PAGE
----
One of the challenges about being a "part-time" farmer is that unexpected situations can really wreck havoc with your day.
I arrived home after a particularly long commute to see my better half running towards the gate in a panic.
I rolled down the window to hear the four words that most farmers cringe at.
"The bull got out!"
I have never moved quite so fast - changing into my farm gear and running for the pasture, grabbing half a loaf of bread as I ran past the bread bin.
The damage wasn't so bad, fortunately he didn't knock out the cedar fence posts, only the railing in between. I shook my head at the damage, and sighed. Putting up the new electric wire was on the to do list for the weekend, it seems our bull didn't want to wait. The bull looked at me with baleful eyes, and seemed to be apologetic.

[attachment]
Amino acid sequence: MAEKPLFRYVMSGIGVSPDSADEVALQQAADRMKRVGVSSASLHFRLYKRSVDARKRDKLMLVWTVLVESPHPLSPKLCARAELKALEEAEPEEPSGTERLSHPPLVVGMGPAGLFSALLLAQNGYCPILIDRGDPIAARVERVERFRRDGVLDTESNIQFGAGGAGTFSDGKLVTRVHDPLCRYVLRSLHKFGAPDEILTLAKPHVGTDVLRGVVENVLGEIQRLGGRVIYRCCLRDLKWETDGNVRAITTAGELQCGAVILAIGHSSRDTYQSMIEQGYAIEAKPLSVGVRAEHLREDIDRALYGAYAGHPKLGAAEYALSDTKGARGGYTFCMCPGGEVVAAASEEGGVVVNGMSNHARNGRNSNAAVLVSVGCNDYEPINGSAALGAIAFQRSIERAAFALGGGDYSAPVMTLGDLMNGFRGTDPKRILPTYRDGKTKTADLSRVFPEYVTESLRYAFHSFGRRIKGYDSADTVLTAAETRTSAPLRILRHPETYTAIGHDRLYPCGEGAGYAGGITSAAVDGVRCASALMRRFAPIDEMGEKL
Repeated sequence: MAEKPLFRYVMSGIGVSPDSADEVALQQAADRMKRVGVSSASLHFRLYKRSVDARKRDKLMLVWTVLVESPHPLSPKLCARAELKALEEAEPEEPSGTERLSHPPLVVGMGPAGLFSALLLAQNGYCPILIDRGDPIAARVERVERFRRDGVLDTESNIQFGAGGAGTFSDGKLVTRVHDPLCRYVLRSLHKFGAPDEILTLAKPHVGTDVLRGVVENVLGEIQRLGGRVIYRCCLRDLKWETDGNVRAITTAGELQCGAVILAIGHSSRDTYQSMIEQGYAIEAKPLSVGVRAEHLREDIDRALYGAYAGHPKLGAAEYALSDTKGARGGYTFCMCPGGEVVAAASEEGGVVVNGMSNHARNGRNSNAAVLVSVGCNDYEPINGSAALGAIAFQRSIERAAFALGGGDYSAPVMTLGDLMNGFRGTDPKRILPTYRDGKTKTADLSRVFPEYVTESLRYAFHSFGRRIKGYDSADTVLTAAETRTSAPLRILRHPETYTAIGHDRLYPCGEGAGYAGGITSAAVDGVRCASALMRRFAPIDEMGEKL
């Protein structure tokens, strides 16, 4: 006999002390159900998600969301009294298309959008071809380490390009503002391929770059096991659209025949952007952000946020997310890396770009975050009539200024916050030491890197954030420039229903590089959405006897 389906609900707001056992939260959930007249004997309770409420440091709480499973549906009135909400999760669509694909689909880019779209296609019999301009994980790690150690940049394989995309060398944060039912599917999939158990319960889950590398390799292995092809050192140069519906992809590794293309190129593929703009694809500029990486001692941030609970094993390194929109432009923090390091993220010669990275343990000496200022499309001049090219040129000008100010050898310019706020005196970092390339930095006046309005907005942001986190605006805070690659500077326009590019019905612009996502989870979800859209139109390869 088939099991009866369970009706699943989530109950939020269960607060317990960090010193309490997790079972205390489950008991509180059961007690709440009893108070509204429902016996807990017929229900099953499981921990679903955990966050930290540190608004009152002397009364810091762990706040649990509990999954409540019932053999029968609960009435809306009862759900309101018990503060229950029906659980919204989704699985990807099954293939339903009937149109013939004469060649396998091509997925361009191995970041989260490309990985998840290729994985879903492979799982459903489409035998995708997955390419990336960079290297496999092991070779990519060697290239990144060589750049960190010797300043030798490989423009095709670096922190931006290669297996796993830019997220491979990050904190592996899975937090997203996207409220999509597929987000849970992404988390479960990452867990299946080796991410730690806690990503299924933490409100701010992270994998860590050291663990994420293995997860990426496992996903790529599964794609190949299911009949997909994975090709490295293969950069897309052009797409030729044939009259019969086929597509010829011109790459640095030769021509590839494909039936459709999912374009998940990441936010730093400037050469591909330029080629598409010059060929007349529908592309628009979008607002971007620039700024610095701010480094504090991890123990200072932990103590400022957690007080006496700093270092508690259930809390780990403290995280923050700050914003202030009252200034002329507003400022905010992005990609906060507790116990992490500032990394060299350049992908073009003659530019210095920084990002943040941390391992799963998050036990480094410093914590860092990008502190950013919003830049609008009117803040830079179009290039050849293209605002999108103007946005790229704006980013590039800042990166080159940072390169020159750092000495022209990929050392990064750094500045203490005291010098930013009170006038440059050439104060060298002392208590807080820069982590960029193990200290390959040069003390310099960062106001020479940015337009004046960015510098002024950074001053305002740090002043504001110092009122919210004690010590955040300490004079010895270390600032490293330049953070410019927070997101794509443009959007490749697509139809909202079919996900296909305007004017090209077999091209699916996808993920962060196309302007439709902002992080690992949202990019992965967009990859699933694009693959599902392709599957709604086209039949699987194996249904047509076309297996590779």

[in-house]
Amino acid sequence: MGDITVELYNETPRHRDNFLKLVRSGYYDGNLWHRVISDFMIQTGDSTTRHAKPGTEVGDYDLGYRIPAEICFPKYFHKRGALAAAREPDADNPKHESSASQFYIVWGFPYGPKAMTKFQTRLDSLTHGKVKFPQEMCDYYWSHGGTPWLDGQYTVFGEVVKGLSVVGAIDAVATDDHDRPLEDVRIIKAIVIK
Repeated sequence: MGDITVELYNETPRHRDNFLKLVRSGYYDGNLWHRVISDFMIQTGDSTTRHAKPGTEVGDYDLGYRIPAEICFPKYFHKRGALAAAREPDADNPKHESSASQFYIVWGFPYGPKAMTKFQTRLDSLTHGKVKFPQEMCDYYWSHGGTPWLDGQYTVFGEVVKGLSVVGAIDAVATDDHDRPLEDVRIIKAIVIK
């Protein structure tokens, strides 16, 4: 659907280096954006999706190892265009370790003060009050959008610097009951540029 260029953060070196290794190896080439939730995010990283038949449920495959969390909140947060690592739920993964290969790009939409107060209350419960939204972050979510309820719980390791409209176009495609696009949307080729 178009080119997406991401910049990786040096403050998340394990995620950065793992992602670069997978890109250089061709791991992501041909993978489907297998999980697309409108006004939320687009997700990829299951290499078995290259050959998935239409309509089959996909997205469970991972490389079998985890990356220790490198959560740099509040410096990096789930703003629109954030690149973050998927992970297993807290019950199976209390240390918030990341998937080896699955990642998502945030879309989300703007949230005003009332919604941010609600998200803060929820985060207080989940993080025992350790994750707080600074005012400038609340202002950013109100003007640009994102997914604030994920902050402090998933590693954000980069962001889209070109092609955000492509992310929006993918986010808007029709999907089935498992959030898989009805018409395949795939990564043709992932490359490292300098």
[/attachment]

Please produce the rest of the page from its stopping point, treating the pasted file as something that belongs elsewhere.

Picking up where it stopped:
We managed to get him down into the barn area, using bread and grain to lure him into the barnyard -- and then strung a temporary electric fence to keep him there. What followed was 2 hours of fencing, in the dark cold drizzle and rain.
As I pounded fence insulators into the old grey cedar posts, I realized that this is the side of farming which most folks don't think about. The fact that there is no "9-5" work day. Farmers are on call 24/7. Whether it's to assist in a lambing, fix a fence, or check on some chicks in the incubator... you are always on call.
Hours later, curled up together on the worn out old sofa in our family room, I asked with a smile "so what do you think, too much work? Should we give up the farm?"
My dear sweet man smiled at me as he grabbed the latest copy of Ontario Farmer to read the classifieds "Never".